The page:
Public sentiment is on Lizzie’s side, much to the chagrin of prosecuting attorney, Hosea Knowlton (Ed Flanders). “I guess it is to be expected. They haven’t had a good witch hunt in this area since Salem.” After much hub-bub, the trial gets started with testimony from Bridget Sullivan (the Borden housekeeper). She portrays the Borden home as a peaceful place to live and work, the flashbacks in Lizzie’s head beg to differ. Quarrels between Abbey, Andrew, and Lizzie were the norm. Accusations of theft, greed, miserliness, and physical threats abound as a matter of course. The trial continues into questions of the dress Lizzie was wearing and the amount of drugs that Lizzie was given. It has been said that all of the dialogue from the trial was taken from the actual court transcripts. I feel this lends to the movie’s authenticity. The contrast between the testimonies of witnesses and the “flashbacks” in Lizzie’s head are indeed some of the highlights. In the flashback during the questioning regarding the ax, Lizzie is at a general store, buys some poison, and shoplifts the ax. Another customer (played by TITANIC’s Gloria Stuart) brings it to the manager’s attention, but is told that “Old Man Borden always pays.” Evidently, Lizzie has a Five-Finger-Discount habit. The prosecution is frustrated when there is no sign of the victim’s blood or hair on the ax or on the dress Lizzie was wearing. As Lizzie thinks back, she remembers another time when Abbey Borden insisted the will be changed so she is not left penniless in the event of Andrew’s death. Lizzie is filled with rage.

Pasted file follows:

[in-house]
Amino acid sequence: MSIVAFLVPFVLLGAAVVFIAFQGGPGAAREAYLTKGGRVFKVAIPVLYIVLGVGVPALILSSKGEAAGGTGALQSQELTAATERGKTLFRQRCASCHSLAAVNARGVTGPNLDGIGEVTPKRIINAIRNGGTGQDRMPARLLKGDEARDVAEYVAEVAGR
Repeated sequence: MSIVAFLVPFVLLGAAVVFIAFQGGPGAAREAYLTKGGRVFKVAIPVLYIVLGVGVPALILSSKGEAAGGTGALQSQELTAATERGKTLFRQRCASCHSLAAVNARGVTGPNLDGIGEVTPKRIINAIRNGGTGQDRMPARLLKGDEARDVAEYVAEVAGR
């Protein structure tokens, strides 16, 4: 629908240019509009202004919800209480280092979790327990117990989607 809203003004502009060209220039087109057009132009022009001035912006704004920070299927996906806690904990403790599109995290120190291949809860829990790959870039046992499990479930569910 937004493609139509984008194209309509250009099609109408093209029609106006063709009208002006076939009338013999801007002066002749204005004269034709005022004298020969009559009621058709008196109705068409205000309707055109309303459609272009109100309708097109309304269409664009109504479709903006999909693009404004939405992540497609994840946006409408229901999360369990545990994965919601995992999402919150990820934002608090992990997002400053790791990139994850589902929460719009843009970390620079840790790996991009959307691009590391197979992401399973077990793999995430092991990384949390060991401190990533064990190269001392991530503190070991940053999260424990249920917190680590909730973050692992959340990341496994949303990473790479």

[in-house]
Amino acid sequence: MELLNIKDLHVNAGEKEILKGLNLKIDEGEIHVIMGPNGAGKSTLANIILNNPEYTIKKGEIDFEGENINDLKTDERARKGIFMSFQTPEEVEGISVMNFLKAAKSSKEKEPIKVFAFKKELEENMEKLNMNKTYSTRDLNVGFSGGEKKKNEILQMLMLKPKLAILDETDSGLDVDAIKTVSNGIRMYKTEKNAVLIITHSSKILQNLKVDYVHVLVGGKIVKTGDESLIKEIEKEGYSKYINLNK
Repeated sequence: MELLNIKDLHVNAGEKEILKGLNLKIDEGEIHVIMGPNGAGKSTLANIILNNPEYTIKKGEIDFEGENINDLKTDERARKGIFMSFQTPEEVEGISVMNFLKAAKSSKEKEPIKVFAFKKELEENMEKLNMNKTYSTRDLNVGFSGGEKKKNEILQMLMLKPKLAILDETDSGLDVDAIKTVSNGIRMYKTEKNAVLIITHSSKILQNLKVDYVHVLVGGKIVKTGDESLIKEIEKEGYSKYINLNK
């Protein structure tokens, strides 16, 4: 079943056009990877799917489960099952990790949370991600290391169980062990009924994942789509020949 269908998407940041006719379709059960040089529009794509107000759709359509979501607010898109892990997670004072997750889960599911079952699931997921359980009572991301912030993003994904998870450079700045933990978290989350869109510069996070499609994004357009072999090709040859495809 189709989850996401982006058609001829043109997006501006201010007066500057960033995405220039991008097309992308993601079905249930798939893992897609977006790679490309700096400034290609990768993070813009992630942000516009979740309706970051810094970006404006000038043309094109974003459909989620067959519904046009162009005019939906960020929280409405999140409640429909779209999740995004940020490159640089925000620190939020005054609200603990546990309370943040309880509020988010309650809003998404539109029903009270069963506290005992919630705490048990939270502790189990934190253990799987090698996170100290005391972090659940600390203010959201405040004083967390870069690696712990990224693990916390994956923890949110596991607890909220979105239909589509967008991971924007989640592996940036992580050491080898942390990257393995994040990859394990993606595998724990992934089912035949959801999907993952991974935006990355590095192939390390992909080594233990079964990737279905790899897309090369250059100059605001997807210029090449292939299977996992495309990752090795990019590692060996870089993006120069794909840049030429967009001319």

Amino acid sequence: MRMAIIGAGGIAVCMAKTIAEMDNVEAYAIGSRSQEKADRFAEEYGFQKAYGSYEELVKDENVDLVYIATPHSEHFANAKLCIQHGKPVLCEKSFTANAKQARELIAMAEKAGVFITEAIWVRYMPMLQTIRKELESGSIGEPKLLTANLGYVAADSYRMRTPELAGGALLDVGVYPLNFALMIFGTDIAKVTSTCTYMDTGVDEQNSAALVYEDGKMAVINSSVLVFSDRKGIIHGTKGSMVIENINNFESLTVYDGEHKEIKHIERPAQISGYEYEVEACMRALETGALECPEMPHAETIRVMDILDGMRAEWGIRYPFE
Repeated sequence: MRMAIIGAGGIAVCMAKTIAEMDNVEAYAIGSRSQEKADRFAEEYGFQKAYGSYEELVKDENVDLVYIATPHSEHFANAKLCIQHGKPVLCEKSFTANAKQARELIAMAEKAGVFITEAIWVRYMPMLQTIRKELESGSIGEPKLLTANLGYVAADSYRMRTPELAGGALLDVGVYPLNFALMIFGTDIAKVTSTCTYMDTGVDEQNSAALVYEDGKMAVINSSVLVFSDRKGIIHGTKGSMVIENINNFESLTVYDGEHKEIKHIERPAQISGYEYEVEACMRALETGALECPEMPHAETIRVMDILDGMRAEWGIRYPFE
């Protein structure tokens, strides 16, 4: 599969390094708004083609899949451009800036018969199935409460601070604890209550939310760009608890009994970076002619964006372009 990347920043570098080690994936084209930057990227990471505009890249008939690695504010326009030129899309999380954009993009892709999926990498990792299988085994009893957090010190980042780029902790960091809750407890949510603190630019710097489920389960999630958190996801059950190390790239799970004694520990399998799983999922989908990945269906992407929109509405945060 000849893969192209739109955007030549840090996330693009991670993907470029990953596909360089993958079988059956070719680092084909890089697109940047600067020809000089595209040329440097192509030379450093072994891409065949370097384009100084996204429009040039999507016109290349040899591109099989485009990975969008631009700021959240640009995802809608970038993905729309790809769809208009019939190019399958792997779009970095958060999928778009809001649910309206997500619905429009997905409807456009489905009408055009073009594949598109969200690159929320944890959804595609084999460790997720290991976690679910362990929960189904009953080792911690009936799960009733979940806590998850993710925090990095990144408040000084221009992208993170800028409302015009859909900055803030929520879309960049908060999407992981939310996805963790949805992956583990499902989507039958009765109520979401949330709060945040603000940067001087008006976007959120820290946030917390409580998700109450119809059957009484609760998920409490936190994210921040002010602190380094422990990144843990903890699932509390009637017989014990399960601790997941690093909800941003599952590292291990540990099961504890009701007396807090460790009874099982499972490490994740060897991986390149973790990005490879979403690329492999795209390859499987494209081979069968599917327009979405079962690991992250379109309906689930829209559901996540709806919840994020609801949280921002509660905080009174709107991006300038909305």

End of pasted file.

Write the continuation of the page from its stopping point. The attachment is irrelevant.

At the Knowlton home, the trial is discussed and Hosea is not happy that Lizzie gets to hide behind her femininity to gain sympathy. Knowlton’s wife also begins to feel empathy for Lizzie, and recites one of the great lines from the movie. It simply illustrates how life was for women in the mid-1800’s.
You have no idea how unbearably heavy these skirts can be at times.” Even today, that line resonates.
Back to the trial, Emma takes the stand and Lizzie thinks back to her relationship with her father. We’ll just say it is creepy, to say the least. As the trial closes, Lizzie maintains her innocence and now it is time for the verdict. While we wait for the foreman, the “truth” is shown through Lizzie’s eyes. If you have never seen the movie, then I will not spoil it for you. Let’s just say for TV in the 1970’s, it was pretty bold and gruesome. The foreman proclaims her innocence and she goes to the Borden home where Emma is waiting. Once again, she asks (and for the last time), “Lizzie, did you kill father?” This time the viewer is left with no answer; only the chilling refrain of children singing the oft-heard Lizzie Borden rhyme. And yes, I had nightmares after I saw it.
There have been many movies, documentaries, books, and even songs written about Lizzie Borden. In 1961, The Chad Mitchell Trio released an album with the song, LIZZIE BORDEN, on it. You can listen to it here: Lizzie Borden . There were also radio shows of what happened in Fall River and one that re-imagines the story. The re-imagining, titled THE OLDER SISTER was featured on ALFRED HITCHCOCK PRESENTS.
Emma and Lizzie Borden died within 10 days of each other in 1927. Their story continues to fascinate me.